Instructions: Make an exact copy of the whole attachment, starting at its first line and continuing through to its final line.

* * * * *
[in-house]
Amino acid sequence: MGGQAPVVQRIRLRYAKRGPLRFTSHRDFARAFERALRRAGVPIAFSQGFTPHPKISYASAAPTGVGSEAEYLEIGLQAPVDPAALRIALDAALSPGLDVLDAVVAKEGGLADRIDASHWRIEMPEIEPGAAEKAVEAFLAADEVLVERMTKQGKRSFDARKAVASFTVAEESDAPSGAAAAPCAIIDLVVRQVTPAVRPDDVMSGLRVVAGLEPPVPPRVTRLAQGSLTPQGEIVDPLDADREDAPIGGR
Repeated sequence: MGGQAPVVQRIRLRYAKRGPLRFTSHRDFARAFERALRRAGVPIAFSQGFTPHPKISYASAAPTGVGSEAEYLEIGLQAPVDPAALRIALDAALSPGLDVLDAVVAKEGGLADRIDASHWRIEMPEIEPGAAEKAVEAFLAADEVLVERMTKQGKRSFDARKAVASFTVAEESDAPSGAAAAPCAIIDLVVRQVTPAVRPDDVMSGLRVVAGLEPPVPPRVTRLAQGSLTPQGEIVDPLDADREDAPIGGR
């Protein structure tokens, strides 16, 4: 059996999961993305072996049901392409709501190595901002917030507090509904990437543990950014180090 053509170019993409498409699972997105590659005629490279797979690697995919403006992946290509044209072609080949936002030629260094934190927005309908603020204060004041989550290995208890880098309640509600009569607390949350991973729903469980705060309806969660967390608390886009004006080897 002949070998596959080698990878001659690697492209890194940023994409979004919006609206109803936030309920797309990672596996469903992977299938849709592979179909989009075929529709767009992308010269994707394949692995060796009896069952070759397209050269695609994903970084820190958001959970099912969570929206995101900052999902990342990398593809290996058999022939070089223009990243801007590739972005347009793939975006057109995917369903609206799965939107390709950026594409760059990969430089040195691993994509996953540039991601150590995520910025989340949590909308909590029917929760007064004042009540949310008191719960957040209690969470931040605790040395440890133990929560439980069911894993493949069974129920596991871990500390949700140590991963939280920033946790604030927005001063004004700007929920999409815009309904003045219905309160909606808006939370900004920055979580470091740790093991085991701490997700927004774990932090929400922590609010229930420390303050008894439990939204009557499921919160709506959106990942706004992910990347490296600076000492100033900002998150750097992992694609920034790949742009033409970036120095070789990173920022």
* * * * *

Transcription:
[in-house]
Amino acid sequence: MGGQAPVVQRIRLRYAKRGPLRFTSHRDFARAFERALRRAGVPIAFSQGFTPHPKISYASAAPTGVGSEAEYLEIGLQAPVDPAALRIALDAALSPGLDVLDAVVAKEGGLADRIDASHWRIEMPEIEPGAAEKAVEAFLAADEVLVERMTKQGKRSFDARKAVASFTVAEESDAPSGAAAAPCAIIDLVVRQVTPAVRPDDVMSGLRVVAGLEPPVPPRVTRLAQGSLTPQGEIVDPLDADREDAPIGGR
Repeated sequence: MGGQAPVVQRIRLRYAKRGPLRFTSHRDFARAFERALRRAGVPIAFSQGFTPHPKISYASAAPTGVGSEAEYLEIGLQAPVDPAALRIALDAALSPGLDVLDAVVAKEGGLADRIDASHWRIEMPEIEPGAAEKAVEAFLAADEVLVERMTKQGKRSFDARKAVASFTVAEESDAPSGAAAAPCAIIDLVVRQVTPAVRPDDVMSGLRVVAGLEPPVPPRVTRLAQGSLTPQGEIVDPLDADREDAPIGGR
């Protein structure tokens, strides 16, 4: 059996999961993305072996049901392409709501190595901002917030507090509904990437543990950014180090 053509170019993409498409699972997105590659005629490279797979690697995919403006992946290509044209072609080949936002030629260094934190927005309908603020204060004041989550290995208890880098309640509600009569607390949350991973729903469980705060309806969660967390608390886009004006080897 002949070998596959080698990878001659690697492209890194940023994409979004919006609206109803936030309920797309990672596996469903992977299938849709592979179909989009075929529709767009992308010269994707394949692995060796009896069952070759397209050269695609994903970084820190958001959970099912969570929206995101900052999902990342990398593809290996058999022939070089223009990243801007590739972005347009793939975006057109995917369903609206799965939107390709950026594409760059990969430089040195691993994509996953540039991601150590995520910025989340949590909308909590029917929760007064004042009540949310008191719960957040209690969470931040605790040395440890133990929560439980069911894993493949069974129920596991871990500390949700140590991963939280920033946790604030927005001063004004700007929920999409815009309904003045219905309160909606808006939370900004920055979580470091740790093991085991701490997700927004774990932090929400922590609010229930420390303050008894439990939204009557499921919160709506959106990942706004992910990347490296600076000492100033900002998150750097992992694609920034790949742009033409970036120095070789990173920022």